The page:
Sir David Attenborough 'sneered at' for 'amateur' approach in early career
Sir David Attenborough has revealed he was a rebel who was "sneered at" by the BBC film department at the beginning of his career as some of his early natural history programmes are to be shown in colour for the first time to mark his 90th birthday.
The 1950s series Zoo Quest originally aired in black and white, but when footage was unearthed by the BBC Natural History Unit last year it was found to have been shot in colour.
Modern audiences will now have the chance to see the footage alongside interviews with Sir David that reveal that his plan of how to film the series was at first viewed as "amateur" by the BBC.
In the programme Sir David said Zoo Quest may never have been made because the film department initially vetoed his planned use of a lightweight 16mm film camera, rather than a larger 35mm camera, as "beneath contempt".
Sir David said: "We were rebels really and rather sneered at by the film department."
Zoo Quest was shown over a period of 10 years from 1954 with Sir David and cameraman Charles Lagus travelling to to places including West Africa, Guiana and Indonesia in search of creatures to take back to London Zoo.
The film department eventually relented when Sir David and Mr Lagus agreed to use 16mm colour film, which would allow better quality pictures, for black and white broadcasting.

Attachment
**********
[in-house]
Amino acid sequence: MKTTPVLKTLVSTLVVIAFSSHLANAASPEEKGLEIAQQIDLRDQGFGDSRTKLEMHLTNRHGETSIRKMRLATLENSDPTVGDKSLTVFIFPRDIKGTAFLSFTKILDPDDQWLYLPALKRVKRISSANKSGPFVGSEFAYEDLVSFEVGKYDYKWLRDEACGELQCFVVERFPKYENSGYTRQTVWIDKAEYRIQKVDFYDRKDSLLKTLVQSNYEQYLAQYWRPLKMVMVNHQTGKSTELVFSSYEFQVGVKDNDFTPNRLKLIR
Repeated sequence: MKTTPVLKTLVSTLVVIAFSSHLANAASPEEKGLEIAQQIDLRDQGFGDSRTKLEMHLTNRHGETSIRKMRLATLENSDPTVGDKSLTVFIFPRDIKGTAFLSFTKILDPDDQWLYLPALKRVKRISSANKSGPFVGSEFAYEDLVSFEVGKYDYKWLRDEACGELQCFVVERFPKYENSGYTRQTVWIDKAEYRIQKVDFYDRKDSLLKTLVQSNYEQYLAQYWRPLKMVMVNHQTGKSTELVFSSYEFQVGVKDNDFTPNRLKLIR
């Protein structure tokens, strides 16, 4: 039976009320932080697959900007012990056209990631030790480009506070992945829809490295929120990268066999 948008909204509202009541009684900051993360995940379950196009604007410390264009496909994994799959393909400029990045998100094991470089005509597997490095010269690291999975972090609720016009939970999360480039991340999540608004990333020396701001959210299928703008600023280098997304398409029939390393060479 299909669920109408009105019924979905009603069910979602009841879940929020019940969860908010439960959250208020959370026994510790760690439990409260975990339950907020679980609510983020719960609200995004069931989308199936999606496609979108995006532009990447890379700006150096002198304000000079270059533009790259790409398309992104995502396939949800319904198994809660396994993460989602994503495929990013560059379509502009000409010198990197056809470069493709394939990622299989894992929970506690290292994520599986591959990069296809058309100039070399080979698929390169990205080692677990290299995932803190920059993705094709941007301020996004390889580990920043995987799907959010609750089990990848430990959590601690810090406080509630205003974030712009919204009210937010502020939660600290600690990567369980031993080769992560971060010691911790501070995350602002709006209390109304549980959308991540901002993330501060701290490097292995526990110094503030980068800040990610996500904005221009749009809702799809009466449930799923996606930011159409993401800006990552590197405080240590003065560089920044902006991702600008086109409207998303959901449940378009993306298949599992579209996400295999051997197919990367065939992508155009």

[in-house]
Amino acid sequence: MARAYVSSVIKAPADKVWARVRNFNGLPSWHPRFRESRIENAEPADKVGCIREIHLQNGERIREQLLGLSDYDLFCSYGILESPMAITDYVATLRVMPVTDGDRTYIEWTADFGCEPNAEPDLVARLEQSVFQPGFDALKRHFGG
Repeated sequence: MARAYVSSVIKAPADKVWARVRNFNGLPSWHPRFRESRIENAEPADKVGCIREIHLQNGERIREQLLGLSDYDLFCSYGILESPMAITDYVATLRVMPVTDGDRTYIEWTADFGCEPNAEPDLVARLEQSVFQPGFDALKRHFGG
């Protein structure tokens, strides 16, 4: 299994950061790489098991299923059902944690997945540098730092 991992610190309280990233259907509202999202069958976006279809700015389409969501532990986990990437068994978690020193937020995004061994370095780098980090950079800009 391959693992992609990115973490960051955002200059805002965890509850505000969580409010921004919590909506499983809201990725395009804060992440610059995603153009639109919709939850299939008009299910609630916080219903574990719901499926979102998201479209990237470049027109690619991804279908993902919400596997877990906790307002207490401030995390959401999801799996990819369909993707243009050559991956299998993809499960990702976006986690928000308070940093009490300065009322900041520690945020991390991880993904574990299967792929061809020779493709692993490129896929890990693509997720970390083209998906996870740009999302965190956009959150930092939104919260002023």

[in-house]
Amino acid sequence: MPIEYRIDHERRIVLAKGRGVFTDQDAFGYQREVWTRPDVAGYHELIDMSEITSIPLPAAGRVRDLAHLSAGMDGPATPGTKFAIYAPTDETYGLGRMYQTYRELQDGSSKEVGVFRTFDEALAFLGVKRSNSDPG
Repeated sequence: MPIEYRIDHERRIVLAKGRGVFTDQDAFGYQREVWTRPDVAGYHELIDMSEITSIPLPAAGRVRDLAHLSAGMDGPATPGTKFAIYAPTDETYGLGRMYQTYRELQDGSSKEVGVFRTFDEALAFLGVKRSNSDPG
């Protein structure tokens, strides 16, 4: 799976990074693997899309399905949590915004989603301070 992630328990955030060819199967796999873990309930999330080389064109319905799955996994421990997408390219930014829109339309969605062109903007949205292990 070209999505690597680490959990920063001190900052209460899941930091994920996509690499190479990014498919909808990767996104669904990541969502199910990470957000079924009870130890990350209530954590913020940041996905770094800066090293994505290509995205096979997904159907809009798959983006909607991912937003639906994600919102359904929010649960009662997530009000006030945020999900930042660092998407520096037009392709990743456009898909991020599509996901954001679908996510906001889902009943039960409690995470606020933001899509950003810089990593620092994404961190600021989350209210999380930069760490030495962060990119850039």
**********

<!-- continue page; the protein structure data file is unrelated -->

The lighter camera allowed Mr Lagus the mobility to more easily capture shots of animals, people and places that viewing audiences had never seen before.
Sir David was just 28 and Mr Lagus was 26 when they began filming the series which launched both of their careers.
Mr Lagus went on to become a renowned wildlife cameraman and Sir David the world's most famous naturalist and natural history presenter. He turned 90 on May 8.
Sir David said: "They were good days and I wouldn't change them... Looking back I don't think you would let two kids in their 20s just go off like that and nobody asked us anything about health and safety or anything else. I mean we just disappeared and they said, when will you be back? Oh just before Christmas, I think. Oh right-o, goodbye. So happy days."
The pair faced real danger when t he series included the first ever filming of Komodo Dragons in colour, on a remote island in Indonesia.
The duo almost never made it there when the boat that they were travelling in hit a major tropical storm and nearly got sucked into a whirlpool.
Mr Lagus said: "Quite honestly neither of us were sure that we would ever see each other again... it was that dicey."
David Attenborough's Zoo Quest in Colour will be shown on Tuesday May 17 at 9pm on BBC Four.